EU dairy deliveries are expected to be 1% higher than 2014

14-07-2015 | |
EU dairy deliveries are expected to be 1% higher than 2014

EU milk deliveries are projected to be slightly up this year, compared to 2014. This is stated by the European Commission in the report: ‘Short-Term Outlook for EU arable crops, dairy and meat markets in 2015 and 2016’.

Despite lower milk prices, EU milk deliveries in 2015 are expected to be nearly 1% above 2014. It means that after the 1.2% decrease observed in the first 3 months of the year, until quota expiry, EU milk collection could increase by 1.6% compared to last year, in the remaining months of the year. However, very different developments can be observed in the different Member States, with a few countries showing a strong increase in milk collection from the first day after quota expiry, while in other countries no such development is observed.

Differences per member state

In the first quarter of 2015, the decrease in deliveries compared to 2014 was particularly noticeable in Cyprus, Ireland, Estonia, Belgium, Austria, the Netherlands, Latvia, Italy, Germany and Denmark. Most (but not all) of these Member States were at risk of exceeding quota (Member States were granted the possibility under Regulation EC (No) 2015/517 of 26 March 2015 to allow affected farmers to pay the surplus levy over a 3 year period). In other Member States like France, with deliveries well below quota, the decrease resulted more from adjustment to market and price developments. In the United Kingdom, a slowdown in milk deliveries was also noticeable. By contrast, farmers in other Member States continued to substantially increase their deliveries despite low milk prices: Hungary, the Czech Republic, Slovakia, Slovenia and Portugal. Milk collection rose in Lithuania and Finland too, despite the Russian import ban. Some production adjustment due to price signals might occur eventually later in the year in these countries but 2015 is nevertheless expected to show significant production increases in these countries.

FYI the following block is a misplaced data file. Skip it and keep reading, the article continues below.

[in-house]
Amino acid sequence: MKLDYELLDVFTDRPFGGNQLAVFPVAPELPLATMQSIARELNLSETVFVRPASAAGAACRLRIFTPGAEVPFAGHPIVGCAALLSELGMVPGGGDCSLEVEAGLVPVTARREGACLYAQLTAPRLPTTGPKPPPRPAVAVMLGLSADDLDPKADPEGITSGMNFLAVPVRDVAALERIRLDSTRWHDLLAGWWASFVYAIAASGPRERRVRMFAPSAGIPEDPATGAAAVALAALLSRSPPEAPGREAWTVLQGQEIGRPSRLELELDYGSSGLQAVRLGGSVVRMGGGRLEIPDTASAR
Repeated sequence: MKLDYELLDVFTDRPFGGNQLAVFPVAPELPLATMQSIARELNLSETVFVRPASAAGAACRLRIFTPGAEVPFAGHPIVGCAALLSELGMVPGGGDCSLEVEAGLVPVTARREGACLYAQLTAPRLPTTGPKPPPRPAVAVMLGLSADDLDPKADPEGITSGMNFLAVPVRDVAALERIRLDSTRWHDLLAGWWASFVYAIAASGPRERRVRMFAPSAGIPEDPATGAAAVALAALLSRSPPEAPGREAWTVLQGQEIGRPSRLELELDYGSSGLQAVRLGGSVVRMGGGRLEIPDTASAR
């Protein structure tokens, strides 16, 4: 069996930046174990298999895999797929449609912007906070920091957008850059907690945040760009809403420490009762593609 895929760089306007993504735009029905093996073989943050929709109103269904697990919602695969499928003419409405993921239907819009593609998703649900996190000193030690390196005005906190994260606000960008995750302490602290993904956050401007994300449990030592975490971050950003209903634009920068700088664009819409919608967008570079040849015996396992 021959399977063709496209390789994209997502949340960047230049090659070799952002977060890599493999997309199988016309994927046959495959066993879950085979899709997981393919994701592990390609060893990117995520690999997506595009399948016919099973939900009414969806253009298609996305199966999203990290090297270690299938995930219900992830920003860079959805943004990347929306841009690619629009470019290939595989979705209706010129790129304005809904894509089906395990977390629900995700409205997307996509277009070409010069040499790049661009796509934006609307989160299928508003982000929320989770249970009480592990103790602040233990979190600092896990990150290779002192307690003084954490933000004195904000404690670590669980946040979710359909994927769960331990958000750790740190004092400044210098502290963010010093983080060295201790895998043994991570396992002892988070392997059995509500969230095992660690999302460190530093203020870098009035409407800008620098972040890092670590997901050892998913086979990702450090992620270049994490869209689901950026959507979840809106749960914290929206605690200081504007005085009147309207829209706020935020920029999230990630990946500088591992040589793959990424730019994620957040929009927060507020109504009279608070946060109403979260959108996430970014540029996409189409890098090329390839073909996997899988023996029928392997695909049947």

Postponing calving season

Since 1st April 2015, despite prevailing price levels, milk collection surged in some of the Member States previously limited in their expansion by the quota: Ireland, Austria, Luxembourg, Poland and Spain (by order of magnitude) and since May in the Netherlands. Farmers had adopted different strategies to reduce deliveries prior to quota expiry. For many a priority was not to damage the herd potential in order to expand rapidly production as of the 1st April 2015. Among other possibilities, farmers ended cows’ lactation period earlier and postponed the calving season. Poland is an interesting case, because despite a huge increase in cow slaughterings (35% higher since April 2014, year-on-year), rather low milk prices and the quota overshoot, the milk production slowdown in the first quarter of 2015 was limited and in April production surged rapidly (+4.2% compared to 2014).

Milk spike among grassfed cow countries

A herd increase was scheduled by farmers ahead of milk quota expiry, having in mind long-term opportunities on the world market: in December 2014, the number of dairy cows in the EU-15 was close to 1% higher compared to 2013, with significant increases recorded particularly in Ireland (+4.2%) and the United Kingdom (+3.6%). Very good forage conditions contributed also to milk production expansion in the last months, particularly in countries where cows are mainly grassfed. By contrast, in Germany and France (close to 40% of EU milk collection) monthly deliveries reached last year levels only at the end of May and no strong increase is expected given price developments so that in 2015 milk collection should not exceed 2014. In Belgium and Sweden, 2015 milk deliveries could be lower than in 2014. Similarly, limited increases are expected in the United Kingdom and Italy. In Spain, difficulties to find processors willing to process milk, especially in Galicia, might lead to downwards adjustments of milk deliveries by the end of the year. In 2016, milk collection might increase by not more than 1%, again assuming a continuation of the Russian import ban: a faster growth of world supply compared to demand might delay the expected rebound in farm milk prices.

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Emmy Koeleman Freelance editor